Can You Speak Up?

Living in the Southwest, I'm once again reminded that there are so many dimensions of diversity. 

An article in the Albuquerque Journal on May 4, 2018 caught my attention. It was about two Native American teens who had travelled to a city out of state for a college tour. During the tour they were pulled from the group by two police officers. A complaint had been made by the mother of another student who stated, according to the article, they were too quiet. The teens were the only minorities in the group of white teens and parents.

The incident made national and international news with allegations of discrimination, negative stereotyping and racial profiling. That’s not what this post is about. It’s about a comment made by one of the officers.  He was reported as saying to the teens mother, “Maybe it will be a lesson for your kids that when they’re in a public situation to speak up.”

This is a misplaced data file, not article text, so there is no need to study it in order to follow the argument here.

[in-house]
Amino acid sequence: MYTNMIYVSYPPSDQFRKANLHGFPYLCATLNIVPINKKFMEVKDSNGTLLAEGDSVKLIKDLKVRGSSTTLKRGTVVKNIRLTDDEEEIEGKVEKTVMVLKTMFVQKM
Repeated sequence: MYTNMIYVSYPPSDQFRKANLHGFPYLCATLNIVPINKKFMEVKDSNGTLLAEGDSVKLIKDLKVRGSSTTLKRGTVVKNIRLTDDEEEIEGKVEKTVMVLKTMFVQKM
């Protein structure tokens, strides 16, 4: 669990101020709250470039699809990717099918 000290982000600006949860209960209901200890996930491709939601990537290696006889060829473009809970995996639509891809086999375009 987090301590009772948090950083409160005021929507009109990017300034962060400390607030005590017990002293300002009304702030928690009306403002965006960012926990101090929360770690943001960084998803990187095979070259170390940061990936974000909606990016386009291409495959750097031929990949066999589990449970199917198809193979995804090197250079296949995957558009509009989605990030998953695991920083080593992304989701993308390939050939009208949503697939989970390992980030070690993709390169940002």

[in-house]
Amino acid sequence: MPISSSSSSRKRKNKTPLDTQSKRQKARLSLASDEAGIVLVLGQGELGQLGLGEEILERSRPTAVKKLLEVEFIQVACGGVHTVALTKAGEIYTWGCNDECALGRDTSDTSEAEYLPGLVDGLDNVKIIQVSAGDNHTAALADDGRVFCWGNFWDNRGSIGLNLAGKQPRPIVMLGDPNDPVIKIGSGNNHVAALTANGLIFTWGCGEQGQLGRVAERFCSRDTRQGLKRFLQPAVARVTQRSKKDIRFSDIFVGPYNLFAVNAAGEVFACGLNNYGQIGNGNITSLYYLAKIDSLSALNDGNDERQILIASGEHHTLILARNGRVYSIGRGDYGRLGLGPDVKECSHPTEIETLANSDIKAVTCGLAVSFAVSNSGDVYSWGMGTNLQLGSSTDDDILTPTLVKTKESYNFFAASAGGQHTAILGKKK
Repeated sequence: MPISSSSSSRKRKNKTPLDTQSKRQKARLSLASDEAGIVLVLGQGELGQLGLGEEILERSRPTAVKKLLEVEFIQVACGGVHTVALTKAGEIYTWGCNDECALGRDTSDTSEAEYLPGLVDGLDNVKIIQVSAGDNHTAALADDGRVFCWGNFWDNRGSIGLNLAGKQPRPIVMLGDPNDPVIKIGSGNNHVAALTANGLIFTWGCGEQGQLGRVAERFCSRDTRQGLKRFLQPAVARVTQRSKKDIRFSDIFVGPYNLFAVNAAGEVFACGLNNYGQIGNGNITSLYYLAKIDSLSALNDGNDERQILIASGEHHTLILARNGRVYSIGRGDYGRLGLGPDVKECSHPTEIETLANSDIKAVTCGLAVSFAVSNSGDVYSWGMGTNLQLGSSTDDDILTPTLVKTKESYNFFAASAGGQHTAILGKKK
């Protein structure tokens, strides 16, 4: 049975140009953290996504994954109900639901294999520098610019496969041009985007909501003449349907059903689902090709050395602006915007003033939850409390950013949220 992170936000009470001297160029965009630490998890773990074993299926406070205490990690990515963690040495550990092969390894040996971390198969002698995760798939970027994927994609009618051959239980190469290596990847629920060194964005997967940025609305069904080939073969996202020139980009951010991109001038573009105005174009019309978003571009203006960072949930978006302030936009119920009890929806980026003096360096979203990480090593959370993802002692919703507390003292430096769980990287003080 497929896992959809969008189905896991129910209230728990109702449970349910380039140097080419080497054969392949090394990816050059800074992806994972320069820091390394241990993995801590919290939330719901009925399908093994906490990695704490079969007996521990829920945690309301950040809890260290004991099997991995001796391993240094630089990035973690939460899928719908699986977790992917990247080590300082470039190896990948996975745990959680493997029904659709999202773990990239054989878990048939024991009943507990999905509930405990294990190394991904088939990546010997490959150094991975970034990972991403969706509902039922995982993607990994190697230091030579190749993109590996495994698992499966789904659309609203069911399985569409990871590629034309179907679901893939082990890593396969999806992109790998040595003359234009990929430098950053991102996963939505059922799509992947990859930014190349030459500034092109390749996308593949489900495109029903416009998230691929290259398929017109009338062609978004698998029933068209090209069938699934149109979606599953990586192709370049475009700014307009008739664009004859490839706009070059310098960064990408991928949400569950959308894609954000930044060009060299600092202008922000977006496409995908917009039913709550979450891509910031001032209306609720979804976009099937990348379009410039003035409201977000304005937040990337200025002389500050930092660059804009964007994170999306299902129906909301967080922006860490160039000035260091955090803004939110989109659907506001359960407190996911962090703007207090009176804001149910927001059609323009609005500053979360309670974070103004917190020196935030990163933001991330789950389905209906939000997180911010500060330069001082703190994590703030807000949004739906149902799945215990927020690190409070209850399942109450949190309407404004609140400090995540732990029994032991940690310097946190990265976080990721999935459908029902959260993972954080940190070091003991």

There are numerous dimensions of diversity that go well beyond the ones that are obvious, the ones that can be seen and observed, like race and sex. People have different work and personality styles – they can be introverts or extroverts. My reaction when I read the comment by the officer: Maybe they are both shy! Maybe they are introverts.

Management lesson:  Every team will have introverts.  In meetings, you want to encourage everyone to participate in discussions. But remember, introverts don’t tend to speak up. They may have to be asked. They may need time to process the information being shared. You sometimes have to be creative and draw them out, especially in a meeting situation.  

Get to know your team members and learn more about them and their preferred style. We all have our own comfort zones. If you learn some people are shy or intimidated speaking out in a meeting – respect that difference.  If some individuals tell you they like to have time to process information before offering solutions – respect that difference. Find out how they are comfortable contributing. Leave the door open to accepting suggestions – perhaps in person or via email – after the meeting has concluded.  Don’t overlook them – they may have the solution you’ve been looking for! 

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